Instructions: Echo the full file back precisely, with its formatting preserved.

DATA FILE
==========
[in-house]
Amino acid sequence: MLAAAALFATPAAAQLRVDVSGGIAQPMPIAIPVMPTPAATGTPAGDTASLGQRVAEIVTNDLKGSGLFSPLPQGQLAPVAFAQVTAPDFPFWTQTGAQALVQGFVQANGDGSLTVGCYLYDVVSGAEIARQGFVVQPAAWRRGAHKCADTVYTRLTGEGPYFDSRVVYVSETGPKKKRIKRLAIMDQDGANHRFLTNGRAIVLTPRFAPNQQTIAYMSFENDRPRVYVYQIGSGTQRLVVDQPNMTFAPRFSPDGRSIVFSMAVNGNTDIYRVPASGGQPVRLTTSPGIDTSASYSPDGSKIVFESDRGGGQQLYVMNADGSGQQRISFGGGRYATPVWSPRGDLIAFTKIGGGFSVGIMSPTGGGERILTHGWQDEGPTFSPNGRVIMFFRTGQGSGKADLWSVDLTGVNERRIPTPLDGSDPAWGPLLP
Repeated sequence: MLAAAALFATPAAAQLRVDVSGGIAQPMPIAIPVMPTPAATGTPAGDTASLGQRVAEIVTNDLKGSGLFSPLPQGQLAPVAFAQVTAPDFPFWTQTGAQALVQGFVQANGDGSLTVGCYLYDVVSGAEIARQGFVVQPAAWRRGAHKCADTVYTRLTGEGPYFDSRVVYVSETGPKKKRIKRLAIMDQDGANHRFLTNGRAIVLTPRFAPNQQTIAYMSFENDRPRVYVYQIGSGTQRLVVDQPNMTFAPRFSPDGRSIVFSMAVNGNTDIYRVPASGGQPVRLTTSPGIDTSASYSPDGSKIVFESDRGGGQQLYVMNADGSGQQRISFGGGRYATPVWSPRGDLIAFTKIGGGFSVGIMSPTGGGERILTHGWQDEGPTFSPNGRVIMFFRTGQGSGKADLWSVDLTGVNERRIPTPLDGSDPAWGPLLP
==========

[in-house]
Amino acid sequence: MLAAAALFATPAAAQLRVDVSGGIAQPMPIAIPVMPTPAATGTPAGDTASLGQRVAEIVTNDLKGSGLFSPLPQGQLAPVAFAQVTAPDFPFWTQTGAQALVQGFVQANGDGSLTVGCYLYDVVSGAEIARQGFVVQPAAWRRGAHKCADTVYTRLTGEGPYFDSRVVYVSETGPKKKRIKRLAIMDQDGANHRFLTNGRAIVLTPRFAPNQQTIAYMSFENDRPRVYVYQIGSGTQRLVVDQPNMTFAPRFSPDGRSIVFSMAVNGNTDIYRVPASGGQPVRLTTSPGIDTSASYSPDGSKIVFESDRGGGQQLYVMNADGSGQQRISFGGGRYATPVWSPRGDLIAFTKIGGGFSVGIMSPTGGGERILTHGWQDEGPTFSPNGRVIMFFRTGQGSGKADLWSVDLTGVNERRIPTPLDGSDPAWGPLLP
Repeated sequence: MLAAAALFATPAAAQLRVDVSGGIAQPMPIAIPVMPTPAATGTPAGDTASLGQRVAEIVTNDLKGSGLFSPLPQGQLAPVAFAQVTAPDFPFWTQTGAQALVQGFVQANGDGSLTVGCYLYDVVSGAEIARQGFVVQPAAWRRGAHKCADTVYTRLTGEGPYFDSRVVYVSETGPKKKRIKRLAIMDQDGANHRFLTNGRAIVLTPRFAPNQQTIAYMSFENDRPRVYVYQIGSGTQRLVVDQPNMTFAPRFSPDGRSIVFSMAVNGNTDIYRVPASGGQPVRLTTSPGIDTSASYSPDGSKIVFESDRGGGQQLYVMNADGSGQQRISFGGGRYATPVWSPRGDLIAFTKIGGGFSVGIMSPTGGGERILTHGWQDEGPTFSPNGRVIMFFRTGQGSGKADLWSVDLTGVNERRIPTPLDGSDPAWGPLLP